The National Institute of Mental Health is currently recruiting participants for a clinical study to see if using functional magnetic resonance imaging (fMRI) to guide repetitive transcranial magnetic stimulation (rTMS) helps locate the best area for treatment and to explore [..]
Non-invasive brain stimulation TMS Therapy may help stroke survivors recover speech and language function, according to new research in the American Heart Association journal Stroke.
tms-therapy-new-yorkFor anyone who has been a victim of a stroke, cared for a victim of a stroke, or been close to someone who has suffered from this often debilitating event, you’ll be all too aware of how frightening and long-lasting the effects can be. One of the main lasting effects is a problem with speech and language. This can be frustrating for sufferers and severely impact on recovery, if not given due attention. For a long time this has been purely speech and language therapy, which can be a lengthy process, however recent studies have given hope of a quicker and more effective recovery for sufferers.
TMS, or transcranial magnetic stimulation, has boosted professionals hoping to find a quicker recovery method, and when combined with traditional speech and language therapy early on in recovery, the results are certainly encouraging.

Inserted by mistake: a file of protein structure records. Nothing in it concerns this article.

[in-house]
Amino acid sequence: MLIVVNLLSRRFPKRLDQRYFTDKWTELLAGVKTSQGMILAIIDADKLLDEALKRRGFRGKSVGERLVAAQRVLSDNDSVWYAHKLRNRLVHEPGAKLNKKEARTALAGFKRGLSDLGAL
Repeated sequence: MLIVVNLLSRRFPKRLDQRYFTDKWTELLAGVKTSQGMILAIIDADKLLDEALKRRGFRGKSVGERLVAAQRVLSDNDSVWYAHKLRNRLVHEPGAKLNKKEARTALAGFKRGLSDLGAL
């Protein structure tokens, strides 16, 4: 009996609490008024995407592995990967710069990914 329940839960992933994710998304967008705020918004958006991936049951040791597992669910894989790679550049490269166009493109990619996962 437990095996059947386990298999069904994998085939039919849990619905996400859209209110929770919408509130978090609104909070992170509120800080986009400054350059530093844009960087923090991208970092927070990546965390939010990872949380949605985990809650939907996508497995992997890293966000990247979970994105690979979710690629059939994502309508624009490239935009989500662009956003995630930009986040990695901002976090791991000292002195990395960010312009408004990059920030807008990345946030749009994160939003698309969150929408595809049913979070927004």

Whilst the very term, TMS, sounds daunting, it’s anything but, and in fact very gentle. The procedure involves a handheld magnetic coil held over the patient’s head, and waves are sent, penetrating the brain and correcting imbalances.
A small study at the rehabilitation hospital Rehanova and the Max-Planck-Institute for neurological research in Cologne, Germany. recently tested the effectiveness of TMS, and the 13 stroke survivors who underwent TMS came out showing greater improvement. This gives great hope for the future with regards to treatments and therapy.
Further trials are now taking place, with the aim that soon TMS will be a recognised, effective treatment for survivors of stroke.